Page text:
The smoke from the fire at Mumbai’s dumping ground has entirely swallowed South Mumbai and the eastern suburbs, adding to the smog that’s affecting the financial capital for the third consecutive day.
Images taken by NASA’s satellites from January 27 to 29 clearly show how a plume of smoke from the fire at the Deonar dumping ground at the eastern fringe of Mumbai, has not only covered the entire Island city but has spread deeper into the Arabian Sea and has also affected the coastal areas of Maharashtra in Raigad district.
“The images were taken at 1:30 pm on all three days and it clearly shows how on January 27 the skies are clear. Then on January 28 the fire starts and the smoke has blanketed much of Mumbai. And by the next day it has spread further into the sea,” explained Dr Ritesh Gautam, Assistant Professor at the Centre of Studies in Resources Engineering at the Indian Institute of Technology (IIT) Bombay, who collated relevant data and images.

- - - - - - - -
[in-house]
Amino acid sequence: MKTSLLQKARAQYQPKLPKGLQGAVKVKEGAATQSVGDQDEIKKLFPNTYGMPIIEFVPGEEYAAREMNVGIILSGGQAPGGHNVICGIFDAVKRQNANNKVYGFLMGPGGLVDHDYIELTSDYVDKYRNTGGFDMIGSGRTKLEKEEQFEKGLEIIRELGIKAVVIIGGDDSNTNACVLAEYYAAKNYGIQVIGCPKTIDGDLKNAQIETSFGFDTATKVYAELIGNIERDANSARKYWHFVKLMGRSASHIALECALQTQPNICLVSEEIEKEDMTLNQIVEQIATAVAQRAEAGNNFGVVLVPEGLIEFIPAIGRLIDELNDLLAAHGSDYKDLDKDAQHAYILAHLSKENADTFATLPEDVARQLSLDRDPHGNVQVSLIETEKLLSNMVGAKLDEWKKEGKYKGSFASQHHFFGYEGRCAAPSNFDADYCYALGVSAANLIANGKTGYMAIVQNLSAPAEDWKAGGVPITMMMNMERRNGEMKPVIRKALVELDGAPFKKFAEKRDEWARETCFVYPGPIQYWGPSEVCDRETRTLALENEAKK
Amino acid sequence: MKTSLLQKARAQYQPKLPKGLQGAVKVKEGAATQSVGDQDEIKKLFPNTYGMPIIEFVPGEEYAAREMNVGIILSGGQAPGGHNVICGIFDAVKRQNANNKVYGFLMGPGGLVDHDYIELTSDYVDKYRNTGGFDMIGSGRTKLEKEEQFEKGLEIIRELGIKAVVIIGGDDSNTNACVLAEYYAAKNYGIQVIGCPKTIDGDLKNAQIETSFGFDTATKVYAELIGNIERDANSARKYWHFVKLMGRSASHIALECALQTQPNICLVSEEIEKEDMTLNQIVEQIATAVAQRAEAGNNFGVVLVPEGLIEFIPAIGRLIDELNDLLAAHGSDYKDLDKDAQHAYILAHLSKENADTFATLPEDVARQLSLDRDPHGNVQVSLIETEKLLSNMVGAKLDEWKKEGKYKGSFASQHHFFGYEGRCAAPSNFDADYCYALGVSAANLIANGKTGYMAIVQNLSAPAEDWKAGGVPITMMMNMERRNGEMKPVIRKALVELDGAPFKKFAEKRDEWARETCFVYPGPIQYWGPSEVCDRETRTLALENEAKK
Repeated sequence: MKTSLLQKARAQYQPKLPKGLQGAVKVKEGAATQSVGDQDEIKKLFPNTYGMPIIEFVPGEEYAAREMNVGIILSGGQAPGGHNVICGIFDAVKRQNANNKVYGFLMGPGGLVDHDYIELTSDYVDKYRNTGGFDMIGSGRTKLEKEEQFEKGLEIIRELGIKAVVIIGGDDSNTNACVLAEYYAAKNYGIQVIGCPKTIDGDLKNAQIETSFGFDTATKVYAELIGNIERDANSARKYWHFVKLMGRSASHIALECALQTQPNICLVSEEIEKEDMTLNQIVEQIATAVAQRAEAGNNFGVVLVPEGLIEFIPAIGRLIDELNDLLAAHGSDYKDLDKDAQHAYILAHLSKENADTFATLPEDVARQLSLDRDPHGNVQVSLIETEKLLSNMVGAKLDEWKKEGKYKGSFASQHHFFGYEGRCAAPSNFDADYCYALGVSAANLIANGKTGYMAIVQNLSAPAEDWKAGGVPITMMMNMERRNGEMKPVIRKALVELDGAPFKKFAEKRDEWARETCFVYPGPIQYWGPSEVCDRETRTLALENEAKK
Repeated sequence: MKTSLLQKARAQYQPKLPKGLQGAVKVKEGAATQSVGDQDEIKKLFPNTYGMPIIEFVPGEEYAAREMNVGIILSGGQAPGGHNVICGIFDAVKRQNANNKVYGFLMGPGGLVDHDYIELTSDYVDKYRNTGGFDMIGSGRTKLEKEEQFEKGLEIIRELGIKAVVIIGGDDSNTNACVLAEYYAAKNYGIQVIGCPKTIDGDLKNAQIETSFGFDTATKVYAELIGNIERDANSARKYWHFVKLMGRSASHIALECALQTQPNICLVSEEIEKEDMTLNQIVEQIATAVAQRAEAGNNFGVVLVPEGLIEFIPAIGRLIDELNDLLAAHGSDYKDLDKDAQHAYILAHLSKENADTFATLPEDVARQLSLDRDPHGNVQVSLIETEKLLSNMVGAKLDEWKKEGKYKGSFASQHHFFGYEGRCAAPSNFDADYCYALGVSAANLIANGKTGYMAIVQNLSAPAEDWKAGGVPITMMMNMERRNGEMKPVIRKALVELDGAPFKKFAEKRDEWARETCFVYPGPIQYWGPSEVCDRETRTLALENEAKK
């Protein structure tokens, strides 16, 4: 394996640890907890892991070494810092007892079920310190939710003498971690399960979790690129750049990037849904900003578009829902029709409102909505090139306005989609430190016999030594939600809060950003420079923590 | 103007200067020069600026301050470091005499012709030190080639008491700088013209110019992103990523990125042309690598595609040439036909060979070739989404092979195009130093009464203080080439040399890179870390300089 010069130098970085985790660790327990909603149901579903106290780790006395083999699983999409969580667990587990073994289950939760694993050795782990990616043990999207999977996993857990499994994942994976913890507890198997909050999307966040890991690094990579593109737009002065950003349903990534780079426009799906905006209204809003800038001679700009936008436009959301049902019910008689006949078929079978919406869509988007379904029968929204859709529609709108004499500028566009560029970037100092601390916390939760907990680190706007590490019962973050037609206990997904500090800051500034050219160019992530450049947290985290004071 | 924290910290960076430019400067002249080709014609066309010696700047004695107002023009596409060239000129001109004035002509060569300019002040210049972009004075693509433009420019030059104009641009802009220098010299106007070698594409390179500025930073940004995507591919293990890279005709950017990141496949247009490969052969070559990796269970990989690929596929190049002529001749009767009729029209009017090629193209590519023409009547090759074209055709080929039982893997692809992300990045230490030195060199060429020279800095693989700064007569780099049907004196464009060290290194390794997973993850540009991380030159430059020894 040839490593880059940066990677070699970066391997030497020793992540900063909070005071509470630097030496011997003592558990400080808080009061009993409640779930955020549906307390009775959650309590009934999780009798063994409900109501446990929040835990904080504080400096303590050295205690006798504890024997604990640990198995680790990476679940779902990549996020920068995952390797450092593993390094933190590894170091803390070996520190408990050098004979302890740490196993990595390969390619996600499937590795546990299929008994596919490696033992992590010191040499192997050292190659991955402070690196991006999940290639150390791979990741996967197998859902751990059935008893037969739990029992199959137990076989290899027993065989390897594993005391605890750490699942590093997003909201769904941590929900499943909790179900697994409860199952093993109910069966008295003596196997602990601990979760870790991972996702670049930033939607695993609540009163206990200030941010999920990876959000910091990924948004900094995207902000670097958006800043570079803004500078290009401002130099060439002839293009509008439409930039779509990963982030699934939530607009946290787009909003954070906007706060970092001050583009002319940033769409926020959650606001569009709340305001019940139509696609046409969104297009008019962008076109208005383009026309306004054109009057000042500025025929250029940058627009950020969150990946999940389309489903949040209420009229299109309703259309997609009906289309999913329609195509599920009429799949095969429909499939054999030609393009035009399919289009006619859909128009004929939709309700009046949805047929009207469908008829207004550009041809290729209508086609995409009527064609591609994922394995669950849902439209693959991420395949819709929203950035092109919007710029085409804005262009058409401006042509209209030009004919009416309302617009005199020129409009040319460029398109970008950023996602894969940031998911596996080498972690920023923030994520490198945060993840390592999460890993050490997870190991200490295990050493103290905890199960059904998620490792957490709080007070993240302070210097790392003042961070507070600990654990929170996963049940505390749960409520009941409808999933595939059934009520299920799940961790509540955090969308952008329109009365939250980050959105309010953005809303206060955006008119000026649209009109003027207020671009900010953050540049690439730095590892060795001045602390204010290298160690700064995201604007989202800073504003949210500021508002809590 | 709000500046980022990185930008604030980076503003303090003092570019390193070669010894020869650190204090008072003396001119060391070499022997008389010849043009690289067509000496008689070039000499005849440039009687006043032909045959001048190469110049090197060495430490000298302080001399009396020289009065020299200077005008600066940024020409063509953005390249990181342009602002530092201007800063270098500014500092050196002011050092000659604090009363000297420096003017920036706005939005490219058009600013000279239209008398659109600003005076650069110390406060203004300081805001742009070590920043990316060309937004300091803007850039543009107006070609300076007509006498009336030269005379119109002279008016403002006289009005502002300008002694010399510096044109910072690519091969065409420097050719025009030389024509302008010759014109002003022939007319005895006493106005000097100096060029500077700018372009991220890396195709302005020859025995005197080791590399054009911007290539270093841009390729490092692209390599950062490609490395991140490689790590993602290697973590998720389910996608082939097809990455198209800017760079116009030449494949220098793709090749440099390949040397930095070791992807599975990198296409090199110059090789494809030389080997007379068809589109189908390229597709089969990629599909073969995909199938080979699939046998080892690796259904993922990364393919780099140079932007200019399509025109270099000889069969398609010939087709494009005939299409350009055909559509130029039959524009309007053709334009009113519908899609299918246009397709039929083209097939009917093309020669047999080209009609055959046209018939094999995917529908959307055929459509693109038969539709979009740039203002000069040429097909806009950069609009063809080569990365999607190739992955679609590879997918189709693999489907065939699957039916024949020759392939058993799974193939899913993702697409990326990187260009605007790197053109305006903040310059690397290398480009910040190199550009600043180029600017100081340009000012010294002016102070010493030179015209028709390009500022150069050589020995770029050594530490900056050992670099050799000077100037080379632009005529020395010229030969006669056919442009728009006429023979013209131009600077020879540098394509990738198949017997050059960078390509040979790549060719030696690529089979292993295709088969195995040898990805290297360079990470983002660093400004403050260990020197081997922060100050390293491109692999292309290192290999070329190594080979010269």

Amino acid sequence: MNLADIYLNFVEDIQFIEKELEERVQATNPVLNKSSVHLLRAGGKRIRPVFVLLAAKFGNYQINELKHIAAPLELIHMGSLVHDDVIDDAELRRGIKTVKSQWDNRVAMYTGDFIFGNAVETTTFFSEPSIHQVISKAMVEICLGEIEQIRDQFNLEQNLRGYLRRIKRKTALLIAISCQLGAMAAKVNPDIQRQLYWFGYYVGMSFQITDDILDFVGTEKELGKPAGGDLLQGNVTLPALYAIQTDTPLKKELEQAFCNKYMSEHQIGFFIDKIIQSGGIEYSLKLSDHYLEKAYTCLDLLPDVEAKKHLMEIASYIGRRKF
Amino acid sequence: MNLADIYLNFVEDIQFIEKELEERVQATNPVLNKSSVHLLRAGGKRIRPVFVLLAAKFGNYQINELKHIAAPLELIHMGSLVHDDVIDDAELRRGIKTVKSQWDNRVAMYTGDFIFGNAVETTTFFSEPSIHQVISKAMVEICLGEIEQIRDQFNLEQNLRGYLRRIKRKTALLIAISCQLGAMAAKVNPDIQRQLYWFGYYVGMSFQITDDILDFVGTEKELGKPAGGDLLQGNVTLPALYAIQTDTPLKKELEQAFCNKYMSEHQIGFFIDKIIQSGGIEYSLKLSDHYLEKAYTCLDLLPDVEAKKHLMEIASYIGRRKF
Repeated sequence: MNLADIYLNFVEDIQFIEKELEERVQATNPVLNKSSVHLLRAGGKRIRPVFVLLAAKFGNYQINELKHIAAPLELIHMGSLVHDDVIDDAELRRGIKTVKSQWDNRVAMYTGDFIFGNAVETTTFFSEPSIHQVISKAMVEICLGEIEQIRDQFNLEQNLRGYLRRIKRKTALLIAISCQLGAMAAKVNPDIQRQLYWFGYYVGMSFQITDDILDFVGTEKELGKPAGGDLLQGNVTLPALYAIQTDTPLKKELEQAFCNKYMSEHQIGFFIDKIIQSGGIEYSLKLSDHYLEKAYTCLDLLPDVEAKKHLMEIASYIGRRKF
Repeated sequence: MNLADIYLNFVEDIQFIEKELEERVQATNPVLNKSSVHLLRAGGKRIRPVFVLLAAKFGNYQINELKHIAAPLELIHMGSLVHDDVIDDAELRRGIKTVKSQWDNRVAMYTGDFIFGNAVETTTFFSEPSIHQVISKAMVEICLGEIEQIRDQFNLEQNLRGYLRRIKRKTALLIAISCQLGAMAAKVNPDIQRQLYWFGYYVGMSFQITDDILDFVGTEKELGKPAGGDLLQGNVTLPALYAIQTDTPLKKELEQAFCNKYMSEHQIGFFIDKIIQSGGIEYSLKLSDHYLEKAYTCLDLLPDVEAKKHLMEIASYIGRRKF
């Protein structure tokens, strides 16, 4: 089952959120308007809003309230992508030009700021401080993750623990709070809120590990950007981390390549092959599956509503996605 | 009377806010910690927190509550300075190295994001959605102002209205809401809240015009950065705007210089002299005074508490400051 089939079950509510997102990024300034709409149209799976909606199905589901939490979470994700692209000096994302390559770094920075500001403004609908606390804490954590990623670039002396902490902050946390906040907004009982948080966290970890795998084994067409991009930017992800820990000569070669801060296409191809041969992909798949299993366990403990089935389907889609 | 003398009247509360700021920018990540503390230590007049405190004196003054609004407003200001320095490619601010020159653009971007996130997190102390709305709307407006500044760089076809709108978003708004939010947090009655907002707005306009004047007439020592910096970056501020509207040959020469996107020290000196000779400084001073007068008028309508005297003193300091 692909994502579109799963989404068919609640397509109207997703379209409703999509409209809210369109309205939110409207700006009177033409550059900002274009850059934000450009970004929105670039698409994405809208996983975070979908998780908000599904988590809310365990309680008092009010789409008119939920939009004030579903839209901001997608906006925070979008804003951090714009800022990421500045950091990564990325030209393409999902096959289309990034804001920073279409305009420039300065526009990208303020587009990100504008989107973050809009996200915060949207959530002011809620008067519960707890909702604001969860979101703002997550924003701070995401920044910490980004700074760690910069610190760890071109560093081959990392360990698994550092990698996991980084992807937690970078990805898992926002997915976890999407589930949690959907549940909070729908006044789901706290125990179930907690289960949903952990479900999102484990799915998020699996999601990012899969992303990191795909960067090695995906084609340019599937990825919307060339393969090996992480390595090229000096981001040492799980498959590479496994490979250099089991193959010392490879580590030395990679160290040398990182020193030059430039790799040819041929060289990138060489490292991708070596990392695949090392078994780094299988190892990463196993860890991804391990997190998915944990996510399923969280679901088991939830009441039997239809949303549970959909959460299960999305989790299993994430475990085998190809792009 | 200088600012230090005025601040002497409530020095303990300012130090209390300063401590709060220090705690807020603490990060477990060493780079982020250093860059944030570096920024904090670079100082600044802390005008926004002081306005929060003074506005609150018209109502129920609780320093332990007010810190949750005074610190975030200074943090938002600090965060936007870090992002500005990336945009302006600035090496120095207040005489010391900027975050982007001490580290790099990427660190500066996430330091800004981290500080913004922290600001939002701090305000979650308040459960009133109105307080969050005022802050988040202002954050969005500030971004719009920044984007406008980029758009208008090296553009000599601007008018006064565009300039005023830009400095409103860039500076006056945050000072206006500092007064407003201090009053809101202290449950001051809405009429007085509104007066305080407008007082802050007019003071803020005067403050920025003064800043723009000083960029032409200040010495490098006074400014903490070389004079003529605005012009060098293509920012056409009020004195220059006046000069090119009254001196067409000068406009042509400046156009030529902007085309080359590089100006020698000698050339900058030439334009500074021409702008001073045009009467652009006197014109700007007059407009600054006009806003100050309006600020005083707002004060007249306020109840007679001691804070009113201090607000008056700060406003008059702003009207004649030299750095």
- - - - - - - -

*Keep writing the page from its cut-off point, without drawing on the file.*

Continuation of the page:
From the images it can also be inferred that the wind is blowing from the North-East and pushing the smoke in the South-West direction. That is why the western and northern suburbs have been spared.
Around 70 government schools have been shut down today and yesterday around the Shivaji Nagar and Deonar areas because of the smog and smoke.
Maharashtra Chief Minister Devendra Fadnavis has also directed the municipality to act immediately.